Making the land productive again
Tools, seeds and fertilizer arrive for rice season
Meulaboh, Indonesia – As tsunami-battered farming communities prepare their fields for the next rice season, FAO and a constellation of NGOs are racing to provide them with tools to help make up for a dramatic labour shortage.
Tens of thousands of people were killed by the tsunami in and around Meulaboh, on the west coast of Sumatra, the island where Aceh province is located.
"On the west coast the tsunami bore down like a cobra. Nobody had time to escape," recalls Ramadhan Nusfi, a national logistics expert in FAO's sub-office here. "About 80 percent of the people living here died."
The 20 percent who survived give thanks for their good fortune during solemn prayers held recently at the mass graves of their relatives, as farmers were awaiting the right moment to prepare paddy-fields for planting.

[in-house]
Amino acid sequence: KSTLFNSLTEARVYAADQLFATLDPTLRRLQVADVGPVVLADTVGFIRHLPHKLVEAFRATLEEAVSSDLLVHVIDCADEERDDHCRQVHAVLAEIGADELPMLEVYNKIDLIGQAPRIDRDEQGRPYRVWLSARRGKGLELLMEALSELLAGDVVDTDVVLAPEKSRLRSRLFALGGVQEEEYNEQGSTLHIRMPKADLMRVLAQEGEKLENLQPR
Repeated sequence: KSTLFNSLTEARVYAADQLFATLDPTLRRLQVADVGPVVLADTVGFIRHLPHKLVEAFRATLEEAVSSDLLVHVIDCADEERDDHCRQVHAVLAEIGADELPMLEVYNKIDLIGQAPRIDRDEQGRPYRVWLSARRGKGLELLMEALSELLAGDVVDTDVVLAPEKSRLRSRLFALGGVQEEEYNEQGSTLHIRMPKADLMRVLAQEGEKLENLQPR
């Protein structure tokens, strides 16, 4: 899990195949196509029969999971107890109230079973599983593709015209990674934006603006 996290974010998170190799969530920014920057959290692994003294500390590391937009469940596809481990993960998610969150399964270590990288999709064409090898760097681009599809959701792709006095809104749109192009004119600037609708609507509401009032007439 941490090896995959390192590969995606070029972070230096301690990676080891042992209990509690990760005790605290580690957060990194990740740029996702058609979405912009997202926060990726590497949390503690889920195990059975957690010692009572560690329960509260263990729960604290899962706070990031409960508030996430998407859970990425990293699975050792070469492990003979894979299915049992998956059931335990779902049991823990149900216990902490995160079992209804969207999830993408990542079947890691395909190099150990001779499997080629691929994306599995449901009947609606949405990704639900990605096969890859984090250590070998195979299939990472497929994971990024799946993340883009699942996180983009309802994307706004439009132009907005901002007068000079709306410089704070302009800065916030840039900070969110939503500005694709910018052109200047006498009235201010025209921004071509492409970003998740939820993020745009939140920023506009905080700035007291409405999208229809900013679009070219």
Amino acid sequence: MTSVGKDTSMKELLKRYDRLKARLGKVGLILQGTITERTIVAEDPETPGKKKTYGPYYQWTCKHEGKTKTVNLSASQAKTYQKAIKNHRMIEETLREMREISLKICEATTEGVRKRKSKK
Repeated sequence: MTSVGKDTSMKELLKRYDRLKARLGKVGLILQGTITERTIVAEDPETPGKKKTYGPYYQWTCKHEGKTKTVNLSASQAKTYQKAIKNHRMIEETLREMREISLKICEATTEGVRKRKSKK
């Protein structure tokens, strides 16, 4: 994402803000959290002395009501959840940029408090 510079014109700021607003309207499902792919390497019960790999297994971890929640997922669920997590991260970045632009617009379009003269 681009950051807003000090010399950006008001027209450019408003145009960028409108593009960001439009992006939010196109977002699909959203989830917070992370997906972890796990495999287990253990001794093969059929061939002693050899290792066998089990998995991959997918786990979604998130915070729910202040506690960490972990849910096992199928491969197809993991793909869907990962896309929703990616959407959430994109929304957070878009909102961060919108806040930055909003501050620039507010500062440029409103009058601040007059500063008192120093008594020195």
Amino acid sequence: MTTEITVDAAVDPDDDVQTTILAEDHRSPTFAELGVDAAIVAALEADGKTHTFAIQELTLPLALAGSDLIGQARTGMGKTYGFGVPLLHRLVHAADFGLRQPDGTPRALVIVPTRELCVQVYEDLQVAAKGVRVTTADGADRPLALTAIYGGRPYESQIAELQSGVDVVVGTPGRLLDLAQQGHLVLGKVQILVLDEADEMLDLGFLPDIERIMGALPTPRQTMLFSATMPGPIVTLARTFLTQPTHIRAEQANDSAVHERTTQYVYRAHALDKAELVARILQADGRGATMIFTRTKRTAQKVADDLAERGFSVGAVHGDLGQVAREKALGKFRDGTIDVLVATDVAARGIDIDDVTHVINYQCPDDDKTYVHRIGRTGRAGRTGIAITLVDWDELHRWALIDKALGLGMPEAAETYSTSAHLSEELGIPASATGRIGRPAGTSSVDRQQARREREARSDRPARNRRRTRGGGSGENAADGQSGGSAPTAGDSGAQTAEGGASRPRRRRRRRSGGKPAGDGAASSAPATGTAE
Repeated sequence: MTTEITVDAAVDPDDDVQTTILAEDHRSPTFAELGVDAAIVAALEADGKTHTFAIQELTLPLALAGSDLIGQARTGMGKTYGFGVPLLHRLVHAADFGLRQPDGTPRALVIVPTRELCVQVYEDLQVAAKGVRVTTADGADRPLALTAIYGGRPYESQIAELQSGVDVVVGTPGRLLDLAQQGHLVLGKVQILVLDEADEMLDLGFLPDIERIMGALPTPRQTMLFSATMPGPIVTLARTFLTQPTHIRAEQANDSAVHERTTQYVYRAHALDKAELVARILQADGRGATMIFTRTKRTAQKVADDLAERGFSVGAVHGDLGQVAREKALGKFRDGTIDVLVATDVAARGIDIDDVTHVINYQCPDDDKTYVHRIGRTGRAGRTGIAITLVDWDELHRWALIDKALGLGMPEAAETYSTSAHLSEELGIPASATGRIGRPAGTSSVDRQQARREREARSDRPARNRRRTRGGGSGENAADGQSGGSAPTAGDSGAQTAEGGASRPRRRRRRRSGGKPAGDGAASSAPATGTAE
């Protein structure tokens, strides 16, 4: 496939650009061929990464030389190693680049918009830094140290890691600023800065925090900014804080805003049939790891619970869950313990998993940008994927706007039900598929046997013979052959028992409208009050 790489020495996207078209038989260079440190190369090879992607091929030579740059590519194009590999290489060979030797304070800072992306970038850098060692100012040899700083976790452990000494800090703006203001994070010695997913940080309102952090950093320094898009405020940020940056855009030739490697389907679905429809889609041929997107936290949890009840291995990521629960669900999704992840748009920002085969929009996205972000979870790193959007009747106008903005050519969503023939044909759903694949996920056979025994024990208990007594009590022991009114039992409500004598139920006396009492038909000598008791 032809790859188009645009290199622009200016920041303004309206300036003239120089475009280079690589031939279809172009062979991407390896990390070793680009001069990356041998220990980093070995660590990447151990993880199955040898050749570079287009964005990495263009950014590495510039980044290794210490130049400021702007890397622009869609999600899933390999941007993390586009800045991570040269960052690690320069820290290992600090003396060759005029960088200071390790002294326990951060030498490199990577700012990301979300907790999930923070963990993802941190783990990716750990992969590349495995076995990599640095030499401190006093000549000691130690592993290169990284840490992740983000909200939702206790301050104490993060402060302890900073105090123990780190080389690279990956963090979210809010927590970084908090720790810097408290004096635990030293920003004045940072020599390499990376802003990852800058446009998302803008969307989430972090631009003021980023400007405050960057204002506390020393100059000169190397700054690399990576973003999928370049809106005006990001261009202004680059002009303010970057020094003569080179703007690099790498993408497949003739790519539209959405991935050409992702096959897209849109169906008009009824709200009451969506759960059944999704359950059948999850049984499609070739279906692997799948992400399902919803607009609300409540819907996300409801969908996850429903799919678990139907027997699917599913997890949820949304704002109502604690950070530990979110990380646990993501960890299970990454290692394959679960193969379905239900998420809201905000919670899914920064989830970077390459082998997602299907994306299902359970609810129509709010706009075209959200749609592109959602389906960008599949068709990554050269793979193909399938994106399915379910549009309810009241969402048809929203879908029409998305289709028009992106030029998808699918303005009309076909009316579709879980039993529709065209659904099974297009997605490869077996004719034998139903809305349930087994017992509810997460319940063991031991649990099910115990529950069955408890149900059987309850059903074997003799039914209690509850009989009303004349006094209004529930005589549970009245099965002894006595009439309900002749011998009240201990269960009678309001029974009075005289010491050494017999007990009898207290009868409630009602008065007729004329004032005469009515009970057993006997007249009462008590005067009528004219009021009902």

Mr Nusfi and allied NGOs, such as France’s Solidarités, worked to provide farmers with hand tractors, threshers, rice seed, hoes and fertilizer to breathe life back into the fields.
Thousands of seedlings also have been distributed. In time they will yield a cornucopia of cacao, mangoes, coconuts and palm oil. Agriculture in Meulaboh is mixed, with farmers producing rice, cash crops and fruit.
In Kuala Tuha, a village 20 kilometres from Meulaboh, farmers have received FAO hand tractors distributed by Solidarités.
"Using the tractor is much quicker than ploughing by hand," say Ruslia and Hasballah, two members of a farming group sharing one of the new tractors. "If FAO hadn’t given this to us, it wouldn’t have been possible for us to buy it," says Hasballah as his neighbour nods agreement.
Each farming group signs a contract with Solidarités, Catholic Relief Services or another of FAO’s partners in Meulaboh. Solidarités retains the right to withdraw the tractor in the unlikely event that farmers obtain more than one machine by applying to different charities.
FAO has rehabilitated or is helping rehabilitate about 7 000 hectares of paddy-fields in Indonesia through distribution of seeds, fertilizer and farm equipment. The Organization also is restoring about 3 600 hectares of dryland secondary crops, vegetables and estate crops.
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